A COLLECTIVE sigh of relief was audible throughout the country last week by parents, guardians and most likely grandparents as well, as most children returned to school after at least six weeks of holiday.

School and university is a place where you have a captive audience and those who are charged with teaching should be in a position to deliver lessons that will improve children’s lives.

These lessons, should, of course, include physical education, but I worry that perhaps we are missing a trick here, particularly where young girls are concerned. Engaging young girls and women to participate in sport has traditionally been difficult. Many varied issues come to the forefront that impacts on their willingness to take PE.

Self-esteem issues, lack of confidence, puberty – it’s a strong mixture that can impact on all young women and create a vicious circle.

Participation in sport would help alleviate these issues, however, to firstly participate in sport they must have the confidence to overcome the many issues they collectively gather to impact on their self-esteem and are still prevalent throughout to this day.

There is a lot of work going on in this area to understand how we can encourage girls and women to take up sport and many plans afoot to further rack up delivery of projects that will bring change.

A recent report from the Girl Guides revealed that one in three girls, about 34 per cent, aged 11-16 say they do not have the same choices as boys in school sport, while for the younger age that drops down 10 per cent. Add to this the knowledge gleaned through UN Women’s research that claims that at puberty a girl’s confidence drops at twice the rate of a boy’s and that at that time 49 per cent of girls drop out of sports altogether – six times more than the rate of boys, you can understand the size of the problem.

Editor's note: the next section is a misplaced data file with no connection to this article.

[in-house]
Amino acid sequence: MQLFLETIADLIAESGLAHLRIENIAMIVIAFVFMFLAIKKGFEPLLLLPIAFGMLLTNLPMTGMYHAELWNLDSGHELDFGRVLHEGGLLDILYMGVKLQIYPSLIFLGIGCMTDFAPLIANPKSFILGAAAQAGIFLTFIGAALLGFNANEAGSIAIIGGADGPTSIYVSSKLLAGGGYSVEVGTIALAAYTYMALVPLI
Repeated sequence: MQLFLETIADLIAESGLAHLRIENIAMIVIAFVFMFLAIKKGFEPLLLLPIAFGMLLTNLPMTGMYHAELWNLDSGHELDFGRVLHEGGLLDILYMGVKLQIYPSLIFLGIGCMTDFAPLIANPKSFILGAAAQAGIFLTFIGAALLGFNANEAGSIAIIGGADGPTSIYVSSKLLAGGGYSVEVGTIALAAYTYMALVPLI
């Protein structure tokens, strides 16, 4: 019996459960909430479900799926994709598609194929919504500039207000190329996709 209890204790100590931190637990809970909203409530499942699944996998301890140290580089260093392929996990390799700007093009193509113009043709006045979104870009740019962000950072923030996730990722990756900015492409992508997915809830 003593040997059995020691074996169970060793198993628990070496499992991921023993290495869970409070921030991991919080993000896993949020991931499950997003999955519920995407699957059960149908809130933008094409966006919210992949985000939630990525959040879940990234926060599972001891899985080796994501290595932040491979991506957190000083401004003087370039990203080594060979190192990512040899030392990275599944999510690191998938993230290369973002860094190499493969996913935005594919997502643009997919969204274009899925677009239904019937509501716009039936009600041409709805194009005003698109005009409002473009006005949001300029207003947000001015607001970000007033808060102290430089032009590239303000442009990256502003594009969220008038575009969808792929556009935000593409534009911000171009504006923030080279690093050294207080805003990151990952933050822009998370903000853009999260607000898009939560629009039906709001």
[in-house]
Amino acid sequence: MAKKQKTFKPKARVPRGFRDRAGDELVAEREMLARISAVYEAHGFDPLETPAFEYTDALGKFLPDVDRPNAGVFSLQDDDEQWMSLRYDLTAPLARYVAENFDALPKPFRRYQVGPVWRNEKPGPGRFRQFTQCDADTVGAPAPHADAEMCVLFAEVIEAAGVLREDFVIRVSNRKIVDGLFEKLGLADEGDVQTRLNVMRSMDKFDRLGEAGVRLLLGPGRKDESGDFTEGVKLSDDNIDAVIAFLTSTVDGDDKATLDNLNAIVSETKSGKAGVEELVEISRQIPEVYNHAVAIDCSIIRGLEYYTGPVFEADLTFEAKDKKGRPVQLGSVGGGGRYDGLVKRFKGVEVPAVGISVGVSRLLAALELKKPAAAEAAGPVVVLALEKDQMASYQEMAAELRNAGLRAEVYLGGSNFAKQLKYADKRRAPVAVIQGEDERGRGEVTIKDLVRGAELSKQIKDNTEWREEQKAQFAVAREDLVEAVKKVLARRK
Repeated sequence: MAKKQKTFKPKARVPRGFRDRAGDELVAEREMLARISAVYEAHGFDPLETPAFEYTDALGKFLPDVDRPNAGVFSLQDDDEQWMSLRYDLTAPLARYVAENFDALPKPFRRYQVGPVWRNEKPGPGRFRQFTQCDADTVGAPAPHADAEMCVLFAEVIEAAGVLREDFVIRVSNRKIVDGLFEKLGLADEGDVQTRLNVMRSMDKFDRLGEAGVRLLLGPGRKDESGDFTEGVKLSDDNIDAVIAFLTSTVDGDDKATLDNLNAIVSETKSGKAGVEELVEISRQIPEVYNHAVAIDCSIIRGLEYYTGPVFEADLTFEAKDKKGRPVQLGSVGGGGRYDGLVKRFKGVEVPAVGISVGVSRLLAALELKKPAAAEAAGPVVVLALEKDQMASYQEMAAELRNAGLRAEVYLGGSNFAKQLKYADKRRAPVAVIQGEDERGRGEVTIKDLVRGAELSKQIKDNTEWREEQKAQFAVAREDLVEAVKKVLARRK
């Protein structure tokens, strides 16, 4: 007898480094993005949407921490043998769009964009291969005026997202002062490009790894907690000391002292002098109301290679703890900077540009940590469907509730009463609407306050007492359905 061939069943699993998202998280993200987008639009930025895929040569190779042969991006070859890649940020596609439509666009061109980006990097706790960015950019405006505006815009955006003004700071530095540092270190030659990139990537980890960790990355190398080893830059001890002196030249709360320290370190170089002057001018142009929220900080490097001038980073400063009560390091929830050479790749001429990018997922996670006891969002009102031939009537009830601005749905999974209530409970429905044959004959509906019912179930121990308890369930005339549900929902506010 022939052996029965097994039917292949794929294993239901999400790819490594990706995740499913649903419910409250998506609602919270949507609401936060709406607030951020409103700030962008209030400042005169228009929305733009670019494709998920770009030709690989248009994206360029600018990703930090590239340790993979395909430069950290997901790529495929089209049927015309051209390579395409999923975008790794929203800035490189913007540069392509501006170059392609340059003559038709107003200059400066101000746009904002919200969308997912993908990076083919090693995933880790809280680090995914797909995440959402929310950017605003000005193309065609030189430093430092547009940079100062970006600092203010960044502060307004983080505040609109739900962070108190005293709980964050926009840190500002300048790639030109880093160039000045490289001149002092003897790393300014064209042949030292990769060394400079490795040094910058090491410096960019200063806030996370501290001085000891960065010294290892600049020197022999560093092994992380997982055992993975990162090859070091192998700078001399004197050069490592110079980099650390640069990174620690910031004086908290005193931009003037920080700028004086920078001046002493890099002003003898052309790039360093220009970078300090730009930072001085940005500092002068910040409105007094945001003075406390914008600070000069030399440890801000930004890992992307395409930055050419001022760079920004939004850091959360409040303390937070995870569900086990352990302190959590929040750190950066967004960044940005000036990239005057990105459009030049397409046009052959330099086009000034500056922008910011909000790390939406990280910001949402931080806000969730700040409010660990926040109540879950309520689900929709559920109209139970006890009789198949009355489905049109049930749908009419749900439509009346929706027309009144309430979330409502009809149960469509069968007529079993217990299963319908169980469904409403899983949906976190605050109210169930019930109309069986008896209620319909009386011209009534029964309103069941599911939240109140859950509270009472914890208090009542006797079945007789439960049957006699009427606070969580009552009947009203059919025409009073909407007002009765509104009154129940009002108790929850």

I believe we should start this process at school. We must engage female students in sport and we must take time to understand the issues that prevent them from doing so.

One of the bright lights shining quite clearly at the moment is The Daily Mile. While not a sport in itself, it does deliver activity for all and it doesn’t create a ‘class system’ between participants. Every child can participate, there is no discrimination and no barriers of gender, race or indeed finance as it is free to implement and to participate.

The children put on their outdoor shoes and coats at a time of the teacher’s choosing and go and walk for about 15 minutes every day.

Elaine Wylie, the founder of The Daily Mile and the recipient of Pride of Britain Award in 2014 for her work in this area, introduced the first walk in 2012 when she realised that her P6 class could not run around a field. Just a few months later it was adopted by everyone at the school and is now a national phenomenon and has been taken up by many other institutions.

The next step then, is to make the transition from the Daily Mile into daily sport and to ensure that girls don’t get sidelined and that the unconscious bias of others does not determine how, when and what sport they participate in.

Give girls the choice, make them aware of the benefits and support them through the difficult time of puberty. They are worth it!